who have resurrected her opt for a romantic valorization of a vernacular folk culture.

REVIEWS 461
Carby encourages cultural critics to "begin to acknowledge the complexity of [their]
discursive displacement of contemporary conflict and cultural transformation in the
search for black cultural authenticity." For Carby, such a focus on the vernacular as
an expression of "black cultural authenticity" is particularly problematic during a
time when we ought to be concerned with the contradictions, antagonisms, and rich
complexity of African American life.
In contrast, the eloquent "On Burke and the Vernacular:Ralph Ellison's
Boomerang of History" by Robert O'Meally offers an alternative perspective. Tracing
Kenneth Burke's influence on Ralph Ellison, O'Meally argues that "Ellison's critique
is not only of a vulgarly Marxian concept of history.. . but of any deterministic or
easy schematic tracing of history." In what appears to be a direct engagement of
Carby, O'Meally argues that the vernacular is not
a romanticizedor ideological construct.Rather,it is the inversive and inventive edge of
African-Americanculture, constantlyin search of newly turned forms.... In this sense,
U.S. black vernacularforms, as conservativeas they can be, also are fueled by an aggres-
sive impulse to change, not only "to make it new" but to make what they do uncopyably
different.
This new, changing dynamic of African American culture and of the scholarship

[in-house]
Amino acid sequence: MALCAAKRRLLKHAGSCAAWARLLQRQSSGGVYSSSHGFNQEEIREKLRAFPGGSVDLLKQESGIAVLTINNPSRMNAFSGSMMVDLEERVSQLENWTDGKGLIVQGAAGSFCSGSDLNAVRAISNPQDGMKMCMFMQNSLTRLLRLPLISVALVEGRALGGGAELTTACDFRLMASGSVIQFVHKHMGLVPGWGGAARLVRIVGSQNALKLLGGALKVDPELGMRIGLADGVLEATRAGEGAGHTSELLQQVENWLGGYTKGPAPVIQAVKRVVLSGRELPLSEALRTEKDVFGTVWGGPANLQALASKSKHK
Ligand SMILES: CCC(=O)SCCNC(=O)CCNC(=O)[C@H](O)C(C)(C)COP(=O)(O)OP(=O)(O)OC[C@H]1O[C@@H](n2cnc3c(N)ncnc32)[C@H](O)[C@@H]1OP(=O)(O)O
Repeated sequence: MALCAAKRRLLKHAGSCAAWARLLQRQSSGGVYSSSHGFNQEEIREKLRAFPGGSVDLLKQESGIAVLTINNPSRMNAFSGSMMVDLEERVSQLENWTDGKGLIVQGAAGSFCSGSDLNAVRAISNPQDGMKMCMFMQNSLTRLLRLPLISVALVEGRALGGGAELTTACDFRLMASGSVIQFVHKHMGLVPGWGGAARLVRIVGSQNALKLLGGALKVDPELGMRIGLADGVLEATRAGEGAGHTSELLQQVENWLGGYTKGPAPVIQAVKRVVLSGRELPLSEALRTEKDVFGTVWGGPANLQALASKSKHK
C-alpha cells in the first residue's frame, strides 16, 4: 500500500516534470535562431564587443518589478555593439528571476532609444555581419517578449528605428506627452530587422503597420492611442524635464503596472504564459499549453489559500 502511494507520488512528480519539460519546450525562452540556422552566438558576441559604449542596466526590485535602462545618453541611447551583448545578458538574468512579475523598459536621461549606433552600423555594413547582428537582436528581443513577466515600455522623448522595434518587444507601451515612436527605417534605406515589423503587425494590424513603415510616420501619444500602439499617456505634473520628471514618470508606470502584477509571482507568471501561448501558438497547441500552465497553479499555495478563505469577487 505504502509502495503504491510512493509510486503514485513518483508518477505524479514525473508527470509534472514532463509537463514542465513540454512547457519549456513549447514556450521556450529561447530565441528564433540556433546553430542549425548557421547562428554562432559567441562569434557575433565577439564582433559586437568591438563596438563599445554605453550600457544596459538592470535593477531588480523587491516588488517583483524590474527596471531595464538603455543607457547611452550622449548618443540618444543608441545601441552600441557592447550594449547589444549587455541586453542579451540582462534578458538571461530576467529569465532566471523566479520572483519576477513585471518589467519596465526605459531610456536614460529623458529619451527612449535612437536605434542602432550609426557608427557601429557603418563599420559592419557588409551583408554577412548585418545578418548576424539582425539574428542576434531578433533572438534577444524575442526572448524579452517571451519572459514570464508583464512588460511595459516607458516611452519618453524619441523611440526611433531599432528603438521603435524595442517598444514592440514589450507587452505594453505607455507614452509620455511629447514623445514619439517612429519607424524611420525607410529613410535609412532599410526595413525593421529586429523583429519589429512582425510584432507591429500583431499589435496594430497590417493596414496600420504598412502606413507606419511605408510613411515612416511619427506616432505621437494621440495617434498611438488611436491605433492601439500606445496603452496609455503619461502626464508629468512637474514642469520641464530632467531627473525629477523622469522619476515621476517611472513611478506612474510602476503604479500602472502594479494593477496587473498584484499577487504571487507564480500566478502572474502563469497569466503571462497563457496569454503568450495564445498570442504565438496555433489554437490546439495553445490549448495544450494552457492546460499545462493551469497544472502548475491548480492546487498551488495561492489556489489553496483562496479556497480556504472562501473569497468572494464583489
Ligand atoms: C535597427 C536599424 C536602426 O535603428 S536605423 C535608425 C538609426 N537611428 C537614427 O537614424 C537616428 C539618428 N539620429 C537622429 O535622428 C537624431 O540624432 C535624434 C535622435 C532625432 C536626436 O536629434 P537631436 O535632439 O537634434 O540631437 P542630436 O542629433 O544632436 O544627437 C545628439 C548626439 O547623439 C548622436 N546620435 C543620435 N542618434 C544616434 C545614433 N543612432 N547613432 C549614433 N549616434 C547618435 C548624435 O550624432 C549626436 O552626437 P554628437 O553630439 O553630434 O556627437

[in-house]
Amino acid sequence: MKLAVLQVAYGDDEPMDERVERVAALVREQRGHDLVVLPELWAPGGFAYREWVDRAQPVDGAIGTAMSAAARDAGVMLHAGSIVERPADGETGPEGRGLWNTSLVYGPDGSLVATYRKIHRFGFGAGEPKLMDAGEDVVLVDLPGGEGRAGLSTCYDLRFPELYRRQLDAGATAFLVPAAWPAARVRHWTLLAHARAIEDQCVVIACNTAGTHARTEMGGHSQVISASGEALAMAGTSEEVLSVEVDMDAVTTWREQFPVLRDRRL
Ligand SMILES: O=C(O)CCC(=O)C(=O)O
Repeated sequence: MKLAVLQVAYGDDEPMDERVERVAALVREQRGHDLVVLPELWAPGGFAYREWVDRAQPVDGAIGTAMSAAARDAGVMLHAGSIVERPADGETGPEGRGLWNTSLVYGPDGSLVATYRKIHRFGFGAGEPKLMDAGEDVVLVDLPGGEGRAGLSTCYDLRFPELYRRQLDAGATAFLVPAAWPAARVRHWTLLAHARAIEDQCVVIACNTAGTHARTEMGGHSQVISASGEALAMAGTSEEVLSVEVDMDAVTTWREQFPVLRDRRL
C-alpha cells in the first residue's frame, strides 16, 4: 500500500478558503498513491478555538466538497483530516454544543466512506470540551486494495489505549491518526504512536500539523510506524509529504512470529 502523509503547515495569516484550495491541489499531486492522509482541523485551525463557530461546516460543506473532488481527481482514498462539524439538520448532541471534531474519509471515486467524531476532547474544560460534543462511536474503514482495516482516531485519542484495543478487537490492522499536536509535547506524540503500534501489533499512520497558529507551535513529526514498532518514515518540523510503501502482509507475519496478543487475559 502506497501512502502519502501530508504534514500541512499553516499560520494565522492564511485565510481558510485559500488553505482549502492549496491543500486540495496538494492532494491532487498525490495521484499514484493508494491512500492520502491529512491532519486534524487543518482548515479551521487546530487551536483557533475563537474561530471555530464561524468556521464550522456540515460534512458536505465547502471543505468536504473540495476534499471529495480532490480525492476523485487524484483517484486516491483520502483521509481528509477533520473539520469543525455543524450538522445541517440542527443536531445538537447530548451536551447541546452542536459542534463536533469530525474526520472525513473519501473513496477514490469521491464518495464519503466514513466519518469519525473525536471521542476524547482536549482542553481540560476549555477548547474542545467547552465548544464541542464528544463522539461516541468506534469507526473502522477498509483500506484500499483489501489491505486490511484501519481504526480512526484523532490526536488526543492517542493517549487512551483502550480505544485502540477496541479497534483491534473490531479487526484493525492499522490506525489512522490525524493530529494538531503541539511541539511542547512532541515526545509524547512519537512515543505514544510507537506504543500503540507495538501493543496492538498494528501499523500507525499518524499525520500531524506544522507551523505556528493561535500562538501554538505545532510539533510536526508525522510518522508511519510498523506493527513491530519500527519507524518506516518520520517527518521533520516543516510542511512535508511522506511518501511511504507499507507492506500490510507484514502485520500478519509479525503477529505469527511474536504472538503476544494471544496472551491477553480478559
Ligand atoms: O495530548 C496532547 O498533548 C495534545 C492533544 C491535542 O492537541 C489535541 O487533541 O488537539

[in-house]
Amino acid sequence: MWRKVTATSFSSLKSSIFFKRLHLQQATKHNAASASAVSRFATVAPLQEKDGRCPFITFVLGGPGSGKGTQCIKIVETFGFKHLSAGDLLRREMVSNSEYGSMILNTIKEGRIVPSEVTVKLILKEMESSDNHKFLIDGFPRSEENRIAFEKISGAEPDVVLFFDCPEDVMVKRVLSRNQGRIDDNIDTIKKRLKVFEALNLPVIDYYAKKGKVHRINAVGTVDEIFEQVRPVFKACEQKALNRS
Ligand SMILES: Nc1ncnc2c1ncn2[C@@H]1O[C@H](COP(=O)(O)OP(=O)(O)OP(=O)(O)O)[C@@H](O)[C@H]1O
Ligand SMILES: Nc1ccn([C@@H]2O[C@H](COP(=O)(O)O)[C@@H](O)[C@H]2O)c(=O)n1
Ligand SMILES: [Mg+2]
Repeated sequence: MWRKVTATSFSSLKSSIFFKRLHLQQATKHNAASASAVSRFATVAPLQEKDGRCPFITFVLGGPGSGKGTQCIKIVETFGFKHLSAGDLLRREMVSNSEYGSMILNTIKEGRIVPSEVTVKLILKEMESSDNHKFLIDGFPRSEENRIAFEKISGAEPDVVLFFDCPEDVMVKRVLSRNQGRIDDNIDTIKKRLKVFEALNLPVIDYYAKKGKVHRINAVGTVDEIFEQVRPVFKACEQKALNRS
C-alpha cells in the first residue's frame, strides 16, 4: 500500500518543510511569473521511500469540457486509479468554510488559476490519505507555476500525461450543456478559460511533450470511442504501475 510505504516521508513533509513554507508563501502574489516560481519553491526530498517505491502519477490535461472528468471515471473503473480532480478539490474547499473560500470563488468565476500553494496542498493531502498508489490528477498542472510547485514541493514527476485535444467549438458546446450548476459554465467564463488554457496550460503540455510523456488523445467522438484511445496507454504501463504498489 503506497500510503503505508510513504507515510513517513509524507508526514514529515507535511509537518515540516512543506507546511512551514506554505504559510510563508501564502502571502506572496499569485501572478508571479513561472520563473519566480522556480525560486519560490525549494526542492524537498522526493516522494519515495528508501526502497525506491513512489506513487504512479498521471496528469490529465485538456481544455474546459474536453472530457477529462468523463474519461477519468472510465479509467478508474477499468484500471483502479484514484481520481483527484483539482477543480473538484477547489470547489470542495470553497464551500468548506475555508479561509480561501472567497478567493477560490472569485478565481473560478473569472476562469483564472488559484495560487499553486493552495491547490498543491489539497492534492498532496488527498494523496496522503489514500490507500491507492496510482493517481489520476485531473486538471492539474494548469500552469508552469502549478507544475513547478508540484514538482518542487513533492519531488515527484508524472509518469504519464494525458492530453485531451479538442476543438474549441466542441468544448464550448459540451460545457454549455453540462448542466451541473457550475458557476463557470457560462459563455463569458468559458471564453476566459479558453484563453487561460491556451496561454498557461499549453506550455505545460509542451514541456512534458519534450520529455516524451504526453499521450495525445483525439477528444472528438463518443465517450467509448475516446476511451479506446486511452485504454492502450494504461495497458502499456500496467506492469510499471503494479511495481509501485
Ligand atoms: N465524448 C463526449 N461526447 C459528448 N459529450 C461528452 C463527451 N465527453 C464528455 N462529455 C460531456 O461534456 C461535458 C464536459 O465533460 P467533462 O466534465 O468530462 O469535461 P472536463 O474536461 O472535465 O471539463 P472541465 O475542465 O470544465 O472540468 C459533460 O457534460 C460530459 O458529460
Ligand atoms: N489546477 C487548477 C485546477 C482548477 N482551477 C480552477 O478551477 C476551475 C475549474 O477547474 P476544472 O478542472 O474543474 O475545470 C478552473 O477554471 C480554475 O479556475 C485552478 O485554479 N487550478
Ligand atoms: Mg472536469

that makes this culture the focus of its investigation is certainly evident in this
important contribution to African American Studies.

rofessorDolanHubbardhas writtena sophisticat-


DolanHubbard.The Sermonand the ed study of the sermon and its numerous appropri-
AfricanAmericanLiteraryImagination. ations in black American literature. Exploring the rela-
Columbia:U of MissouriP, 1994. 192 pp. tionships between the black preaching tradition and the
$29.95. themes, styles, and structures of the sermon as they
Reviewedby appear in African American writing from the nineteenth
century to the present, Hubbard elucidates the promi-
YvonneChireau nent cultural and aesthetic values reflected in black reli-
SwarthmoreCollege
gion and spirituality. As a historian, I found his analysis
AfricanAmerican Review, Volume 30, Number3 illuminating, brimming with promise for those of us who
C 1996 Yvonne Chireau have given attention to the resources provided in African
American sacred traditions through interdisciplinary
analysis of religious language, symbolism, ritual, and
myth. In the black experience in the United States the
sermon has historically stood at the center of the Christian apprehension of a sacred
self, both as text and as worldview. The sermon functions as a source of meaning for
members of the community of faith and for those outside of the fellowship of believ-
ers, for its power reaches beyond the church. As a unique product of African
American culture, the sermon is the locus for the articulation of an authentic black
voice, an expressive and creative medium that conveys the substance of black exis-
tentiality. Within literature, finds Hubbard, the sermon has also provided a touch-
stone by which writers have deeply probed the heart and soul of an African
American ethos.
The sermon is the "heroic voice" of the African American artist, and Hubbard
explores the numerous modalities of this voice as it is evoked in the black sacred tra-
dition and employed through powerful oral and aural modes of expression that are
utilized by the preacher. These aspects of ritual expression are transformed and artic-
ulated within the African American scribal tradition by writers, who place the ser-
mon, in all of its profound resonances, at the center of their narrative structure.
Hubbard notes that, as an artistic and inspirational form, the sermon is a "unifying

462 REVIEW
AFRICANAMERICAN